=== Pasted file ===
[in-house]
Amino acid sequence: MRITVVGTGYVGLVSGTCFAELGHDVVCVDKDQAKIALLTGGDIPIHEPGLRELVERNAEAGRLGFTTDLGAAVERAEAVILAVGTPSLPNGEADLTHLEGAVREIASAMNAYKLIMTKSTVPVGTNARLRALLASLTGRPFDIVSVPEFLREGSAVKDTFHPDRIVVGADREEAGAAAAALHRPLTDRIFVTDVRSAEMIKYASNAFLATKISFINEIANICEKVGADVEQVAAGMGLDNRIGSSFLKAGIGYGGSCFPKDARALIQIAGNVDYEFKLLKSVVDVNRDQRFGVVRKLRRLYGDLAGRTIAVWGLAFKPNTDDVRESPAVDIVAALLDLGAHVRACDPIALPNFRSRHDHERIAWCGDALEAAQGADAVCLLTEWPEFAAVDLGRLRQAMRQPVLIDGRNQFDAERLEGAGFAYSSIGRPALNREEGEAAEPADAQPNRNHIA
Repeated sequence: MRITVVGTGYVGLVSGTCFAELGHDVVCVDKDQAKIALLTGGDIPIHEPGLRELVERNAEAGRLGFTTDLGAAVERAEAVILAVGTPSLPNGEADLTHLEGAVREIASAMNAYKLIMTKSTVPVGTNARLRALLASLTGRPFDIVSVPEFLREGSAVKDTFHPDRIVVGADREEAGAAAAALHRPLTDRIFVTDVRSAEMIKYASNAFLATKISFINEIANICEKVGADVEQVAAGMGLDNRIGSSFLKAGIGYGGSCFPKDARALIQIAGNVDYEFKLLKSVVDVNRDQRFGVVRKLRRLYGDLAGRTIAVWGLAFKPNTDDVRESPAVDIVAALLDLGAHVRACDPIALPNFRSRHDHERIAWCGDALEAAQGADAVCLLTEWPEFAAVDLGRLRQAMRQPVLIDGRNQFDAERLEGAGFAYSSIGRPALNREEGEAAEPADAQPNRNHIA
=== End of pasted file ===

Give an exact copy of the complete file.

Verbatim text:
[in-house]
Amino acid sequence: MRITVVGTGYVGLVSGTCFAELGHDVVCVDKDQAKIALLTGGDIPIHEPGLRELVERNAEAGRLGFTTDLGAAVERAEAVILAVGTPSLPNGEADLTHLEGAVREIASAMNAYKLIMTKSTVPVGTNARLRALLASLTGRPFDIVSVPEFLREGSAVKDTFHPDRIVVGADREEAGAAAAALHRPLTDRIFVTDVRSAEMIKYASNAFLATKISFINEIANICEKVGADVEQVAAGMGLDNRIGSSFLKAGIGYGGSCFPKDARALIQIAGNVDYEFKLLKSVVDVNRDQRFGVVRKLRRLYGDLAGRTIAVWGLAFKPNTDDVRESPAVDIVAALLDLGAHVRACDPIALPNFRSRHDHERIAWCGDALEAAQGADAVCLLTEWPEFAAVDLGRLRQAMRQPVLIDGRNQFDAERLEGAGFAYSSIGRPALNREEGEAAEPADAQPNRNHIA
Repeated sequence: MRITVVGTGYVGLVSGTCFAELGHDVVCVDKDQAKIALLTGGDIPIHEPGLRELVERNAEAGRLGFTTDLGAAVERAEAVILAVGTPSLPNGEADLTHLEGAVREIASAMNAYKLIMTKSTVPVGTNARLRALLASLTGRPFDIVSVPEFLREGSAVKDTFHPDRIVVGADREEAGAAAAALHRPLTDRIFVTDVRSAEMIKYASNAFLATKISFINEIANICEKVGADVEQVAAGMGLDNRIGSSFLKAGIGYGGSCFPKDARALIQIAGNVDYEFKLLKSVVDVNRDQRFGVVRKLRRLYGDLAGRTIAVWGLAFKPNTDDVRESPAVDIVAALLDLGAHVRACDPIALPNFRSRHDHERIAWCGDALEAAQGADAVCLLTEWPEFAAVDLGRLRQAMRQPVLIDGRNQFDAERLEGAGFAYSSIGRPALNREEGEAAEPADAQPNRNHIA